No, Sir, (said Johnson,) it is not so ; and I must be in a wretched state, indeed, when your company would not be a delight to me.' Mr. Burke, in a tremulous
: One of these volumes, Sir John Hawkins informs us, he put into his pocket; for which the excuse he states is, that he meant to preserve it from falling into the hands of a person whom he describes so as to make it sufficiently clear who is meant ; “ having strong reasons, (said he,) to suspect that this man might find and make an ill use of the book.” Why Sir John should suppose that the gentleman alluded to would act in this manner, he has not thought fit to explain. But what he did was not approved of by Johnson ; who, upon being acquainted of it without delay by a friend, expressed great indignation, and warmly insisted on the book being delivered up ; and, afterwards, in the supposition of his missing it, without knowing by whom it had been taken, he said, “ Sir, I should have gone out of the world distrusting half mankind.” Sir John next day wrote a letter to Johnson, assigning reasons for his conduct ; upon which Johnson observed to Mr. Langton, “ Bishop Sanderson could not have dictated a better letter. I could almost say, Melius est sic penituisse quam non errâsse.” The agitation into which Johnson was thrown by this incident, probably made him hastily burn those precious records which must ever be regretted.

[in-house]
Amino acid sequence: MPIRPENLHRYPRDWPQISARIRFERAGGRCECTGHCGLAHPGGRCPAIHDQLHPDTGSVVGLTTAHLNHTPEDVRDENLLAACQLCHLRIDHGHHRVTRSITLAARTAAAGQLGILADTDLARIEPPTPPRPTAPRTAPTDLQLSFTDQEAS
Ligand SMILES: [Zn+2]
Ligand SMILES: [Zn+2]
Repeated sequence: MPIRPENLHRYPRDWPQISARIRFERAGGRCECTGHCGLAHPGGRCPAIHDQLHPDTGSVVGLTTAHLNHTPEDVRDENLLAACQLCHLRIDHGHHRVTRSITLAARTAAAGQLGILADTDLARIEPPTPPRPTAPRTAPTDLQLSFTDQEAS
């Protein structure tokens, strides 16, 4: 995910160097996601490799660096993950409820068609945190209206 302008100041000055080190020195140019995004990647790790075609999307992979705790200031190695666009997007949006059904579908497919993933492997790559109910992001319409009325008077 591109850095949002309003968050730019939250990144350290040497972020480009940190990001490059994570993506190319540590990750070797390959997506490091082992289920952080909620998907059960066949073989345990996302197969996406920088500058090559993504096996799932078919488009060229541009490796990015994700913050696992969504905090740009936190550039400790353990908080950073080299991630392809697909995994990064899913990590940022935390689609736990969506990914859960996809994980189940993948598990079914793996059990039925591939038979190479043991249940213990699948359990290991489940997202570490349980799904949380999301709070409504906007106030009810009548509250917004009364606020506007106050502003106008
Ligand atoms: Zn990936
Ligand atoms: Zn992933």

' [Mr. Langton, whose name so often occurs in these volumes, survived Johnson several years. He died at Southampton, Dec. 18, 1801. M.]
voice, expressive of being very tenderly affected, re- 1784. plied, My dear Sir, you have always been too good to Ætat. mé.' . Immediately afterwards he went away. was the last circumstance in the acquaintance of these two eminent men.”
The following particulars of his conversation within a few days of his death, 1 give on the authority of Mr. John Nichols :
· On the same undoubted authority, I give a few articles, which should have been inserted in chronological order ; but which, now that they are before me, I should be sorry to omit :
“In 1736, Dr. Johnson had a particular inclination to have been engaged as an assistant to the Reverend Mr. Budworth, then head master of the Grammar-school, at Brewood, in Staffordshire, an excellent person, who possessed every talent of a perfect instructor of youth, in a degree which, (to use the words of one of the : brightest ornaments of literature, the Reverend Dr. Hurd, Bishop of Worcester,) has been rarely found in any of that profession since the days of Quintilian.” Mr. Budworth, who was less known in his life-time, from that obscure situation to which the caprice of fortune oft condemns the most accomplished characters, than his highest merit deserved,' had been bred under Mr. Blackwell, at market Bosworth, where Johnson was some time an usher ; which might naturally lead to the application. Mr. Budworth was certainly no stranger to the learning or abilities of Johnson, as he more than once lamented his having been under the necessity of declining the engagement, from an apprehension that the paralytick affection, under which our great Philologist laboured through life, might become the object of imitation or of ridicule, among his pupils.”—Captain Budworth, his grandson, has confirmed to me this anecdote.
Among the early associates of Johnson, at St. John's Gate, was Samuel Boyce, well known by his ingenious productions ; and not less noted for his imprudence. It was not unusual for Boyce to be a customer to the pawnbroker. On one of these occasions, Dr. Johnson collected a sum of money to redeem his friend's clothes, which in two days after were pawned again. The sum, (said Johnson,) was collected by sixpences, at a time when to me sixpence was a serious consideration.'